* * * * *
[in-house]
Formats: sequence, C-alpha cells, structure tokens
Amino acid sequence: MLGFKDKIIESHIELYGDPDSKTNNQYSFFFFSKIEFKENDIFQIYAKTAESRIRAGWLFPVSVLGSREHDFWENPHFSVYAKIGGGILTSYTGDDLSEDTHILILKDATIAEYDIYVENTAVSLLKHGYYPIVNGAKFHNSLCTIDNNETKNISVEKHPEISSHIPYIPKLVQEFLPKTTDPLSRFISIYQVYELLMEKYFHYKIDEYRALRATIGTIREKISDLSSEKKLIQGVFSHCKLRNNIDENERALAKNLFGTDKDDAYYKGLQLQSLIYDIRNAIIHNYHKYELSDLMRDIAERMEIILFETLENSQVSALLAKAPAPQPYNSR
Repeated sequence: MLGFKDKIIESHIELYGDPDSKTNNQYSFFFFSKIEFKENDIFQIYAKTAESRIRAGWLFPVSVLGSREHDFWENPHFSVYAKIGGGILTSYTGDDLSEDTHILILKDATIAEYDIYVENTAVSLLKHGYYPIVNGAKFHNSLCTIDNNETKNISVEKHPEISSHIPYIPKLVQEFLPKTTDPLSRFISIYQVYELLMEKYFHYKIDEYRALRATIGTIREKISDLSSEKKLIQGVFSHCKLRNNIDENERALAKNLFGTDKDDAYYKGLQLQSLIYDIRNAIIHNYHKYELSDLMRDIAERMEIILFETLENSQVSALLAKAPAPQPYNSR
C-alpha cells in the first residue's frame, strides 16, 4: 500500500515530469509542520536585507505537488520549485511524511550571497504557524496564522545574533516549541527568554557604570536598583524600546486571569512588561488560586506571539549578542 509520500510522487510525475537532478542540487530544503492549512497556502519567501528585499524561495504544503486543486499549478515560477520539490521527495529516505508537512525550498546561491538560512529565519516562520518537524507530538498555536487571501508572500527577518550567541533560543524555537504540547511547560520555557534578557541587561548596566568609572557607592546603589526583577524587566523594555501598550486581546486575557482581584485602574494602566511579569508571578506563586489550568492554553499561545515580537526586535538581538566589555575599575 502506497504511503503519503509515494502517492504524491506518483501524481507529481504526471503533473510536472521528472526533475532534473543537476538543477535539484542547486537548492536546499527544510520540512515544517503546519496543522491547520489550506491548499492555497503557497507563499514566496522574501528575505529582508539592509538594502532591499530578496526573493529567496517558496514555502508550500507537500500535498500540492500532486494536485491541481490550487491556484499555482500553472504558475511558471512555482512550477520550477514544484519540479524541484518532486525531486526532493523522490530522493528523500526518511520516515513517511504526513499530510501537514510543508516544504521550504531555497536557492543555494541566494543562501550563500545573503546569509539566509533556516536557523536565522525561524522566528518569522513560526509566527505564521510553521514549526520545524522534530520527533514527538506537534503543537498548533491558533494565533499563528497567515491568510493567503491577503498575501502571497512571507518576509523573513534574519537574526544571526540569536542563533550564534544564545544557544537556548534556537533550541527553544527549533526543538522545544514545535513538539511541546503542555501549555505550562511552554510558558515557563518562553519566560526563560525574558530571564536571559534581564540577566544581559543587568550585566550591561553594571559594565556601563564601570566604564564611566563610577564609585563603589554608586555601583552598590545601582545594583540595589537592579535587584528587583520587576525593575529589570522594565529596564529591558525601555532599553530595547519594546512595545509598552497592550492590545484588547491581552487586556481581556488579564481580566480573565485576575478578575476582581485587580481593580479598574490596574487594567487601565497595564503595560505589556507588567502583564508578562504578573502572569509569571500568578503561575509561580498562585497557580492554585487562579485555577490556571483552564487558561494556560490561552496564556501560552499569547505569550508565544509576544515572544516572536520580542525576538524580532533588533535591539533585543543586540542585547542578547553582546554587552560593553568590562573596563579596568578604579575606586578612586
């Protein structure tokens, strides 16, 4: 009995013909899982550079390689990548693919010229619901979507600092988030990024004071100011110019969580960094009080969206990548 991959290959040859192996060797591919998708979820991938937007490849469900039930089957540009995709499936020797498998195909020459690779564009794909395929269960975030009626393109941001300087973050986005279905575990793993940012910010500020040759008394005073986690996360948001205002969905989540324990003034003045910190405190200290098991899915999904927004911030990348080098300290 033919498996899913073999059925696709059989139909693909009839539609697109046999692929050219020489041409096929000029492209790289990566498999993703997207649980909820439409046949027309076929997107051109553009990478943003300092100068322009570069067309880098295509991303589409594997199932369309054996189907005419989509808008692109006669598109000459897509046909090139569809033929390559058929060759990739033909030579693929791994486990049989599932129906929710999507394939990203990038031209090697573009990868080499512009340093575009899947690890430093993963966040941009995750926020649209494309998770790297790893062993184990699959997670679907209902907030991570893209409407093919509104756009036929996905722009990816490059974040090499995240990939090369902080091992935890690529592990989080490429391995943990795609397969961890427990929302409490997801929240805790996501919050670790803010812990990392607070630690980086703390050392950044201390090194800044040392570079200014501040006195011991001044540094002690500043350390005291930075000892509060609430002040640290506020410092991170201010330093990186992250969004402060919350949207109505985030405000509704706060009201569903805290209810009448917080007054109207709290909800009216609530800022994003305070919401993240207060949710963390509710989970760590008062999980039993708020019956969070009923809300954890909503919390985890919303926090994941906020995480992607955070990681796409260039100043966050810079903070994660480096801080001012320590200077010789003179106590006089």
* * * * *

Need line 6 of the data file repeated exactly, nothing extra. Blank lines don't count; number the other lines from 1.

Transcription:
């Protein structure tokens, strides 16, 4: 009995013909899982550079390689990548693919010229619901979507600092988030990024004071100011110019969580960094009080969206990548 991959290959040859192996060797591919998708979820991938937007490849469900039930089957540009995709499936020797498998195909020459690779564009794909395929269960975030009626393109941001300087973050986005279905575990793993940012910010500020040759008394005073986690996360948001205002969905989540324990003034003045910190405190200290098991899915999904927004911030990348080098300290 033919498996899913073999059925696709059989139909693909009839539609697109046999692929050219020489041409096929000029492209790289990566498999993703997207649980909820439409046949027309076929997107051109553009990478943003300092100068322009570069067309880098295509991303589409594997199932369309054996189907005419989509808008692109006669598109000459897509046909090139569809033929390559058929060759990739033909030579693929791994486990049989599932129906929710999507394939990203990038031209090697573009990868080499512009340093575009899947690890430093993963966040941009995750926020649209494309998770790297790893062993184990699959997670679907209902907030991570893209409407093919509104756009036929996905722009990816490059974040090499995240990939090369902080091992935890690529592990989080490429391995943990795609397969961890427990929302409490997801929240805790996501919050670790803010812990990392607070630690980086703390050392950044201390090194800044040392570079200014501040006195011991001044540094002690500043350390005291930075000892509060609430002040640290506020410092991170201010330093990186992250969004402060919350949207109505985030405000509704706060009201569903805290209810009448917080007054109207709290909800009216609530800022994003305070919401993240207060949710963390509710989970760590008062999980039993708020019956969070009923809300954890909503919390985890919303926090994941906020995480992607955070990681796409260039100043966050810079903070994660480096801080001012320590200077010789003179106590006089």